With its five national parks, mind-boggling rock formations, and often hauntingly beautiful landscape, Utah is a wonderful place for a family vacation at any time of the year. However, it may be particularly special over the winter holidays. Winter is the tourist off-season, so parks and attractions are likely to be less crowded than they would during the summer months. Temperatures tend to be relatively mild, with lows hovering right around the freezing point and highs that can extend up into the 50s. However, snow is still commonplace and can transform the already eerie landscape into an almost supernatural winter wonderland.
For all the benefits of traveling in Utah in the winter, there are still some things you should know about before you go.
1. Plan Accommodations in Advance
Typically, St George Utah hotels stay open year round, and because winter is the off-season, you should be able to find a room. However, it never hurts to book ahead of time. You may save money this way, and you never know when there will be a convention or some other event in town that takes up all the available rooms.
Planning where to stay in advance is particularly important if you intend to camp. Some developed campgrounds are only open half of the year and close down during the colder months. This is particularly true in the higher elevations. However, it is possible to find campgrounds that are open all year round, especially in the national parks and other public lands. Bear in mind that some of the amenities that the campground offers during the summer may not be available during the winter months.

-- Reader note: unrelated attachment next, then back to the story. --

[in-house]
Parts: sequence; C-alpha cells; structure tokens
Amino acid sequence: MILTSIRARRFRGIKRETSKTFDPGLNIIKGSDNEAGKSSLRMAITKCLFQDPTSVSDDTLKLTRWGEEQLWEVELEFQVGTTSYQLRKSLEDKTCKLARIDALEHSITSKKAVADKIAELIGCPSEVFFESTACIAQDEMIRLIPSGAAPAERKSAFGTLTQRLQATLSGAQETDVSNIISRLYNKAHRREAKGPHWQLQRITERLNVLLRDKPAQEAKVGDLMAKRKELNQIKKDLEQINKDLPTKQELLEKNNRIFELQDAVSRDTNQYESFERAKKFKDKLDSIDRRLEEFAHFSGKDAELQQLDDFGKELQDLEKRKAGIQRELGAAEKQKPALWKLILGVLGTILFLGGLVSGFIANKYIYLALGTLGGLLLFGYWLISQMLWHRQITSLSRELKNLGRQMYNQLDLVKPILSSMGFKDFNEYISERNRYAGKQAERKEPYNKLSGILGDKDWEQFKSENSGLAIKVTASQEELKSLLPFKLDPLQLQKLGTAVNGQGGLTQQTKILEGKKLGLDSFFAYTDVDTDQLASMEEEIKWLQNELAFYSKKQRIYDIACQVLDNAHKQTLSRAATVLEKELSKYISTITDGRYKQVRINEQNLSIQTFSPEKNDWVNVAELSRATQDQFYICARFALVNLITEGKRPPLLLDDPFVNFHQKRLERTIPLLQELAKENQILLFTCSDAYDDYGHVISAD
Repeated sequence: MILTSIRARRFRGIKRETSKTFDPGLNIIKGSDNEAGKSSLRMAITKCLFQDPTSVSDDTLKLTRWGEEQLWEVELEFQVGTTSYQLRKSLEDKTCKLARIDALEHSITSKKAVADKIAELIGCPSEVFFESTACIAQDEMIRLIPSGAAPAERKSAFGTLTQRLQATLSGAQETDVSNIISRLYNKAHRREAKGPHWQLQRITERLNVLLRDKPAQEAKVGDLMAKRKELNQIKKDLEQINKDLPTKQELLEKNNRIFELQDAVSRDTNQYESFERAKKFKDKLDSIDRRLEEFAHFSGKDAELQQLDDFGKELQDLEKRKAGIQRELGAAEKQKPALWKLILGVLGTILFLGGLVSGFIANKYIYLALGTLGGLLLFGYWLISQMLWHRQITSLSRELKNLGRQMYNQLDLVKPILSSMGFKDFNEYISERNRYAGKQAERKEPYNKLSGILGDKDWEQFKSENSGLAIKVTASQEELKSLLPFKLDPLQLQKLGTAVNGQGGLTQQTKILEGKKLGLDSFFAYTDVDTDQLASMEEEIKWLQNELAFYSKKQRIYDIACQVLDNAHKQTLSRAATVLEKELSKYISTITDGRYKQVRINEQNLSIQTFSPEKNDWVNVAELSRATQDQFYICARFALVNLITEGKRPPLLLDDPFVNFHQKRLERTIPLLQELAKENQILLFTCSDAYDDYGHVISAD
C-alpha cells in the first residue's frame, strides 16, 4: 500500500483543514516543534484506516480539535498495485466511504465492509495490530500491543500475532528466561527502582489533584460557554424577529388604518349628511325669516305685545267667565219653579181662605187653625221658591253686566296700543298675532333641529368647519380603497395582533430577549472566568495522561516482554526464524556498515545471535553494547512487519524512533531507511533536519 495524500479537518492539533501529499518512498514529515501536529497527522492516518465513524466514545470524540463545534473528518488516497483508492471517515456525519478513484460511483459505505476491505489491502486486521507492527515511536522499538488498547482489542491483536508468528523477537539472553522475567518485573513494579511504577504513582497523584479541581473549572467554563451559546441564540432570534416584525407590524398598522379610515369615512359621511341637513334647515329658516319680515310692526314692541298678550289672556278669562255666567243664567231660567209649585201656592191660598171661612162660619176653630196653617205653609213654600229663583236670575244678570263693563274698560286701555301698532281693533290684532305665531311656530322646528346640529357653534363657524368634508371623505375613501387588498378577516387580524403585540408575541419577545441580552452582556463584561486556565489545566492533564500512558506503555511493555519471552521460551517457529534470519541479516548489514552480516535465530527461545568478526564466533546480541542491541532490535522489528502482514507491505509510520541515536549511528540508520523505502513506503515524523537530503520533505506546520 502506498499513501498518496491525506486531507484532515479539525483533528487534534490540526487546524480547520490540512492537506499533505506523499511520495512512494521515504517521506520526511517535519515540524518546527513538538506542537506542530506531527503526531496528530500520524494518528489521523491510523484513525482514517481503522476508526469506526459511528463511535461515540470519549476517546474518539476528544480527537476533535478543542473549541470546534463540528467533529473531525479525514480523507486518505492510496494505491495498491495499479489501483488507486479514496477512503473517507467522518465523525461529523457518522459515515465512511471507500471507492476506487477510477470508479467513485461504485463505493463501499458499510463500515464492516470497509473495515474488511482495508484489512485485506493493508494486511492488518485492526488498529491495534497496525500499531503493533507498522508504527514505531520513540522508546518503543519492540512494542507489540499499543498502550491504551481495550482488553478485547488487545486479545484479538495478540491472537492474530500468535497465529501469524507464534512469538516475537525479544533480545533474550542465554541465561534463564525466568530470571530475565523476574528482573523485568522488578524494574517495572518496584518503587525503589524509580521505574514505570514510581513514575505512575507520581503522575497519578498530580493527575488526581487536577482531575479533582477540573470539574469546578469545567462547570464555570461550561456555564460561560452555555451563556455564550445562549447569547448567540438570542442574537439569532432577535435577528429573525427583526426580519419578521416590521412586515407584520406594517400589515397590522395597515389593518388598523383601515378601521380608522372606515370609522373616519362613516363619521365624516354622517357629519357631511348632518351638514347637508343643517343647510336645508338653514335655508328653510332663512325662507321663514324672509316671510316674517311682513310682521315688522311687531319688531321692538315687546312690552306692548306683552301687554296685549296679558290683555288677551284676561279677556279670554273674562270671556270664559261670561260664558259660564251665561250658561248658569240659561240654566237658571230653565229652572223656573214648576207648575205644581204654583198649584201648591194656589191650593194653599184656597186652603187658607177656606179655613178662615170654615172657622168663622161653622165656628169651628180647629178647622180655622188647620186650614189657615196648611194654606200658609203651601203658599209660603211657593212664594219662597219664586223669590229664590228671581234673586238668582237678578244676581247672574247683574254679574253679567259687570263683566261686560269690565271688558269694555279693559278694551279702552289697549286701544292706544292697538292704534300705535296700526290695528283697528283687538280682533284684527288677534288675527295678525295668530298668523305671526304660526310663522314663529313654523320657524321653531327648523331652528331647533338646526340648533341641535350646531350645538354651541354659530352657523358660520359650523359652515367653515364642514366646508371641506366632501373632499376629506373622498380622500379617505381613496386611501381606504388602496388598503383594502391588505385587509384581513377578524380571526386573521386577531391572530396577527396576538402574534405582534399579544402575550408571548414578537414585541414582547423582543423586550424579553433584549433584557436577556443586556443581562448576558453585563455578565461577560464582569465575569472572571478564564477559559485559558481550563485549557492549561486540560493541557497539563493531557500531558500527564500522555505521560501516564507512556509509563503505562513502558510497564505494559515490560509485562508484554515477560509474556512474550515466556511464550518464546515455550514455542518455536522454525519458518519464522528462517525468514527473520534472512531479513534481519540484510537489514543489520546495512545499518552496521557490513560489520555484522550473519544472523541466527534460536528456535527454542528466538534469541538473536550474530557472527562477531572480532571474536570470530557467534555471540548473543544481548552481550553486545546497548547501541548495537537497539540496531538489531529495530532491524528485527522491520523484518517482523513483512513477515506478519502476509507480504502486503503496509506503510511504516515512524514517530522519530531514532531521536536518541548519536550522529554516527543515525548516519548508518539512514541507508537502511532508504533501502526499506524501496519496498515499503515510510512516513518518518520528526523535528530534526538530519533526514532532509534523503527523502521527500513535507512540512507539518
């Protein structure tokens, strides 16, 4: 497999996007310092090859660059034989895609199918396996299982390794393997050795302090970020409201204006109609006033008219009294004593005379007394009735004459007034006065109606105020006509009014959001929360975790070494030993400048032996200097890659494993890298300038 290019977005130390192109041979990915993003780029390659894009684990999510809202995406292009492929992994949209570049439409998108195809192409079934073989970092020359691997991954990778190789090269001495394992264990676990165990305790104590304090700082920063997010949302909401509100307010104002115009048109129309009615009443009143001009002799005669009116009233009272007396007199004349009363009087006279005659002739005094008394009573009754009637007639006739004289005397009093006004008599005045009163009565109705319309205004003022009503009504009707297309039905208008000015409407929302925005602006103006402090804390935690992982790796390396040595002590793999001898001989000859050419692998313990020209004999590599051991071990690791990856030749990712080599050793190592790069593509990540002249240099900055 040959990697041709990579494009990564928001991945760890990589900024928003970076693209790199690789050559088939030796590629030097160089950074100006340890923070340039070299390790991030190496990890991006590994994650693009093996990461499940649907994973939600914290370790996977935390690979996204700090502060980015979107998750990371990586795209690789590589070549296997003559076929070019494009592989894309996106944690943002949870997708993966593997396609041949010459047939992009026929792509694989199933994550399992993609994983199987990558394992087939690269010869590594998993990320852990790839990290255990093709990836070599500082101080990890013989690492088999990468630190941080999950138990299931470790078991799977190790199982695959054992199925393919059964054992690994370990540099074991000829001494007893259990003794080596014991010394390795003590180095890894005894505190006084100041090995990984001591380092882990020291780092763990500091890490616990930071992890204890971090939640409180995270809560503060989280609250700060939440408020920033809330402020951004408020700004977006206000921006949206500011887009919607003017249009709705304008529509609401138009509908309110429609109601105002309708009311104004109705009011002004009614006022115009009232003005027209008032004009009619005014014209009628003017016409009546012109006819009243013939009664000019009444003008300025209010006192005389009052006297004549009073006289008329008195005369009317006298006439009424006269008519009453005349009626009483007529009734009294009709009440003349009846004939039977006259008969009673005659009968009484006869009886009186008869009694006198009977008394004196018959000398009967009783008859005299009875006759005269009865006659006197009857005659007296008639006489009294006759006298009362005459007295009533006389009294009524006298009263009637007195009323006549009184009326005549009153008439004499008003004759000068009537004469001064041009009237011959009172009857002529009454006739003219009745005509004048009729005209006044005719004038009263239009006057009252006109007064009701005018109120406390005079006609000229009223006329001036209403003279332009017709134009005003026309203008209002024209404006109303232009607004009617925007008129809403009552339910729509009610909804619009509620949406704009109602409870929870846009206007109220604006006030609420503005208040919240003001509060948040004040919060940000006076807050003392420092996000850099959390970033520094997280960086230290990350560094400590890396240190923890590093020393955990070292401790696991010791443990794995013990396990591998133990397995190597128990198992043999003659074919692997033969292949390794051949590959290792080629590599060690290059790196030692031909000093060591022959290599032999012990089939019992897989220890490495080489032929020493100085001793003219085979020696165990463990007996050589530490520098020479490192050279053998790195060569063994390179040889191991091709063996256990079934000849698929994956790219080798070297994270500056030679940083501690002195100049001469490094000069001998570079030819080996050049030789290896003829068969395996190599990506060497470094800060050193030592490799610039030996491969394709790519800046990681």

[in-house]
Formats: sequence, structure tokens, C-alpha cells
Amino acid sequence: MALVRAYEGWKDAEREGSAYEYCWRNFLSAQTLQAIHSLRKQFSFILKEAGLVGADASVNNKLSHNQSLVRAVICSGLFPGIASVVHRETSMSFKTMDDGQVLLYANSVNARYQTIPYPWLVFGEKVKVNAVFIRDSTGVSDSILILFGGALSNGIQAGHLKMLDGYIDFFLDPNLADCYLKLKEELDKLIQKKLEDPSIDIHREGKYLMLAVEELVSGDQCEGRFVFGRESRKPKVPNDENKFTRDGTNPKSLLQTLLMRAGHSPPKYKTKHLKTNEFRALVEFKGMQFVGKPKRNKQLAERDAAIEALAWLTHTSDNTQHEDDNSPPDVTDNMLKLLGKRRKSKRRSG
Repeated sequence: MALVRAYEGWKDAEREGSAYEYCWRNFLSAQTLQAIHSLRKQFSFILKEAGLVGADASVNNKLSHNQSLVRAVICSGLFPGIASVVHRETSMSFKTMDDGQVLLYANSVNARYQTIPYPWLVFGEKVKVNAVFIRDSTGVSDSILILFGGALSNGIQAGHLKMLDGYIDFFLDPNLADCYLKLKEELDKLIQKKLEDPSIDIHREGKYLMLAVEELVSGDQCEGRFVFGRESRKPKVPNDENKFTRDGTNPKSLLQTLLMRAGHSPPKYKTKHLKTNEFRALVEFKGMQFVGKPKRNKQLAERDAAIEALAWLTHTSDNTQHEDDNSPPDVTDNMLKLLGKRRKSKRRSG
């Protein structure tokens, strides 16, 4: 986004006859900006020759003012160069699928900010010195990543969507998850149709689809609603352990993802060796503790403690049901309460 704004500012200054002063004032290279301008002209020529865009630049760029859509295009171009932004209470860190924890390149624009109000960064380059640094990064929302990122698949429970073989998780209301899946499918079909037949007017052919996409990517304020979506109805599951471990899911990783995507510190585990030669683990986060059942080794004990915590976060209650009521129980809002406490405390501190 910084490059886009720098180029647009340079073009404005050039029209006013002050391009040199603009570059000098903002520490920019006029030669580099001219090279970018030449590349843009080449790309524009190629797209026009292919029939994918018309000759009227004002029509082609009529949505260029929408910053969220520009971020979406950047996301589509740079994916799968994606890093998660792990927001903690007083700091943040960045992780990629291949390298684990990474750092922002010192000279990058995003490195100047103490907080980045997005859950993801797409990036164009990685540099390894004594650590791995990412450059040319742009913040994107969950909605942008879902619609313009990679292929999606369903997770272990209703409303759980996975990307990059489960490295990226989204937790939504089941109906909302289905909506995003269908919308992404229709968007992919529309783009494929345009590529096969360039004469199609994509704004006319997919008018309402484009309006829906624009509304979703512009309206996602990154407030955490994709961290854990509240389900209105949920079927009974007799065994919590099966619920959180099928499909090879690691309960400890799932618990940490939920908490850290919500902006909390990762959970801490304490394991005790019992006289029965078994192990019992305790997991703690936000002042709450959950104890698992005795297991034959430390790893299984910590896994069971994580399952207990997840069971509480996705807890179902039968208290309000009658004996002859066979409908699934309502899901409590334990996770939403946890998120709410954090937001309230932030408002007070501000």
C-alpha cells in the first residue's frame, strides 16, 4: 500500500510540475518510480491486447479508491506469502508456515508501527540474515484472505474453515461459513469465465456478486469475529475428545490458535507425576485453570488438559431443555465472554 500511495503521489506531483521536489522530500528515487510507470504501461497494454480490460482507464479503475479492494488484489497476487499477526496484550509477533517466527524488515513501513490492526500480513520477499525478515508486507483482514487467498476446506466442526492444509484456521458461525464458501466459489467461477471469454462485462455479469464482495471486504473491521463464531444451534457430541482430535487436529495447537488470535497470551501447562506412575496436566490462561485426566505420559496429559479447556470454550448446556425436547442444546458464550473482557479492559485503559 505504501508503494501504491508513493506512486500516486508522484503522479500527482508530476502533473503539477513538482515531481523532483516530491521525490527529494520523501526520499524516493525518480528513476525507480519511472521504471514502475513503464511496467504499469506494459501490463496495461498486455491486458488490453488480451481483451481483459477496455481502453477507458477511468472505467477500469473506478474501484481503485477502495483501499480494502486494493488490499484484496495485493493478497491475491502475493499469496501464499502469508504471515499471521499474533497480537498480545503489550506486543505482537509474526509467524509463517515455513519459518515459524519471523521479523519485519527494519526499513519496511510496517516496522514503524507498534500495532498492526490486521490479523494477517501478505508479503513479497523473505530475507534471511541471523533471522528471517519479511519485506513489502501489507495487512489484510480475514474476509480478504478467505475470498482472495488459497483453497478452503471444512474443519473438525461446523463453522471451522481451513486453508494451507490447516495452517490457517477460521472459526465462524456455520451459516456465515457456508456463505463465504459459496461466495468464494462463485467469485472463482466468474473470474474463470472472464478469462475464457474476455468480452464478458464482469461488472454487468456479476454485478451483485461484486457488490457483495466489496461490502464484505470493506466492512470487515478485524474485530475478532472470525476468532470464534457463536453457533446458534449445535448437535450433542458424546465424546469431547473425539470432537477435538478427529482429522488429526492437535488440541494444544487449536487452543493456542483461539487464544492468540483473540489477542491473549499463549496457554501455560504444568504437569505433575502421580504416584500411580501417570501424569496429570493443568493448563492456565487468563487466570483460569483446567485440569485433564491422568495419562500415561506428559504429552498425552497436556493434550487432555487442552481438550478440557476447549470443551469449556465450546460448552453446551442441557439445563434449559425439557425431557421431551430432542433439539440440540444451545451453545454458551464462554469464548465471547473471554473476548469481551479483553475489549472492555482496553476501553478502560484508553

2. Prepare for Winter Driving
Though the weather tends to be mild, Utah does see its share of winter storms with snow and ice. These can make driving conditions hazardous. Whenever possible, it is best to delay road travel until conditions improve. However, if you must drive in inclement weather conditions, give yourself enough time so you can drive slowly and decrease the following distance between you and other cars. Avoid suddenly braking or quick turns.
You may see other cars on the side of the road where accidents have already occurred with law enforcement assisting. Slow down and move over to give them plenty of room. Do not cause another accident by gawking at the scene. Instead, keep your eyes on where you want to go.
3. Pack and Dress in Layers
Because the winter weather in Utah can vary widely and change quickly, it is important to pack plenty of warm clothes and dress in layers so that you are prepared for the fluctuations in temperatures. The outer layer should be waterproof yet breathable, and the base layers should wick moisture away from the skin. Otherwise, if your skin gets wet it will make you feel colder. If you intend to spend a lot of time outside, you should wear waterproof rain or snow pants and hiking boots, which can keep your feet warm and dry regardless of the terrain over which you travel. You should have a day pack of some kind that allows you to stash the gear that you need to remove during the day as the weather warms up.
4. Find Out About Closures
While there is a lot to do in Utah in the winter, some attractions close down as the weather gets colder. This is something you should research as you plan your trip prior to your departure. For example, while the national parks are open, facilities such as museums and visitor centers may close down. Some roads and conveyances may also be unavailable during the winter.
5. Prepare for Emergencies
You never know what may happen to you when you are traveling. You may fall and injure yourself while in a remote location or get stranded in your car during a winter storm. Pack a first aid kit that you carry in your car or can take with you as needed. Keep a winter survival kit in your vehicle as well with extra food, water, blankets, flashlight, batteries, etc.
With careful preparation, a winter holiday trip to Utah can become a memory that you treasure forever.